Straddling the border of North Carolina and Tennessee, Great Smoky Mountains National Park protects 800 square miles of the southern Appalachian Mountains. It is the largest federally protected upland landmass east of the Mississippi River. Air pollution, however, does not recognize these human-drawn borders. While traveling in the Smokies recently, I learned more about the air quality issues facing this country’s most visited national park.
According to the NPS, most of the air pollution impacting the park originates outside its boundaries. Emissions of sulfur dioxide and nitrogen oxides from power plants, factories, and vehicles are the main sources. Carried by wind to the southern Appalachians, the height of the mountains and the prevailing weather patterns of the region tend to trap the pollution in and around the park.
Originally named for its naturally occurring smoke-like blue haze, the park in recent years has been shrouded by unnatural white smog. Produced by tiny sulfate particles – released into the air by the burning of fossil fuels – the smog scatters light and reduces visibility. It has degraded views from the park’s scenic mountain overlooks and dulled its signature blue haze. Since 1948, according the NPS, human-made pollution has decreased average visibility in the region by 40% in winter and 80% in summer.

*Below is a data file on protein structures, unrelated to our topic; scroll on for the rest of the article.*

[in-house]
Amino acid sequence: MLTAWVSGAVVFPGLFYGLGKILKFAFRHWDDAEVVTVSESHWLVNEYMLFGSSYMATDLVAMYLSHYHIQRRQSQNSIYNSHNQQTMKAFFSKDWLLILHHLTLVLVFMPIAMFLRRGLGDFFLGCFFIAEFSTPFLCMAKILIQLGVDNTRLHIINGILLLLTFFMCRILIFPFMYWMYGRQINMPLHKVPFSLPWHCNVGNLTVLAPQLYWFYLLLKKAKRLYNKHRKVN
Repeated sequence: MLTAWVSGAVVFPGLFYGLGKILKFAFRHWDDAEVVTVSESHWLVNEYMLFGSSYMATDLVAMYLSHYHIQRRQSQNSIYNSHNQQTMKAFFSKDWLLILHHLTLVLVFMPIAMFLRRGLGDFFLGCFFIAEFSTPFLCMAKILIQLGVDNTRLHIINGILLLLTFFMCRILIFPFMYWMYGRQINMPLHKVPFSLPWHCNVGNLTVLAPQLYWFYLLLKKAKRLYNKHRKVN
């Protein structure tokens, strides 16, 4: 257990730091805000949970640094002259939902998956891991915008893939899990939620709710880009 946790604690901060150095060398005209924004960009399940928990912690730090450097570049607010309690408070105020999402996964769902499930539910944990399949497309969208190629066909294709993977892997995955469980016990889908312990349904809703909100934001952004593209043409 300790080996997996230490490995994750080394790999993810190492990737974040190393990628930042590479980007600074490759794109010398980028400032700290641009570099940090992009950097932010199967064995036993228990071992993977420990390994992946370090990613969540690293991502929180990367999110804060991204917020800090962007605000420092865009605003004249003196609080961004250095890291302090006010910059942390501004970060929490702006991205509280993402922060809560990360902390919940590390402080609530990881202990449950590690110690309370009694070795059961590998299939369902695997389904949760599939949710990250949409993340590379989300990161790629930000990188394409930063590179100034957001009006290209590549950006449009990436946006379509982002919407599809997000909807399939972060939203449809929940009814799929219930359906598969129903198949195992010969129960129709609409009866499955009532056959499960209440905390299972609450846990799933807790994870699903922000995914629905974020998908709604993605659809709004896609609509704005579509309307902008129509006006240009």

Ground level ozone, formed when nitrogen oxides react with heat and U.V. light, is known to have negative impacts on human health. In the Smokies, it is also injuring trees and plants. Damaging leaves, it reduces photosynthesis and limits a plant’s ability to produce and store food. As a result, they are more susceptible to disease, insects, and extreme weather events.
Acid rain is another problem for the park that is rooted in air pollution. It develops when sulfur dioxide and nitrogen oxides react with water and oxygen in the atmosphere to form solutions of sulfuric acid and nitric acid. This type of precipitation alters the chemistry of forest soils and streams. It jeopardizes the health of entire ecosystems, as a large array of species – from fish to trees – cannot adapt to the more acidic conditions. The average pH of rainfall in the Smokies, according to the NPS, is 4.5. That is 5–10 times more acidic than the pH range of normal rainfall.
While air quality issues in the park – like much of the rest of the country – have improved in recent years, it still remains a serious problem. Addressing the matter, the NPS says: “The Park Service is working with state regulatory agencies, the Environmental Protection Agency, and industrial and utility interests to develop a comprehensive plan to prevent future damage through such measures as offset programs, the use of improved technology, and determination of emission caps and government standards for various pollutants. To remedy air pollution problems at the park, additional reductions of nitrogen oxides and sulfur dioxide are necessary.”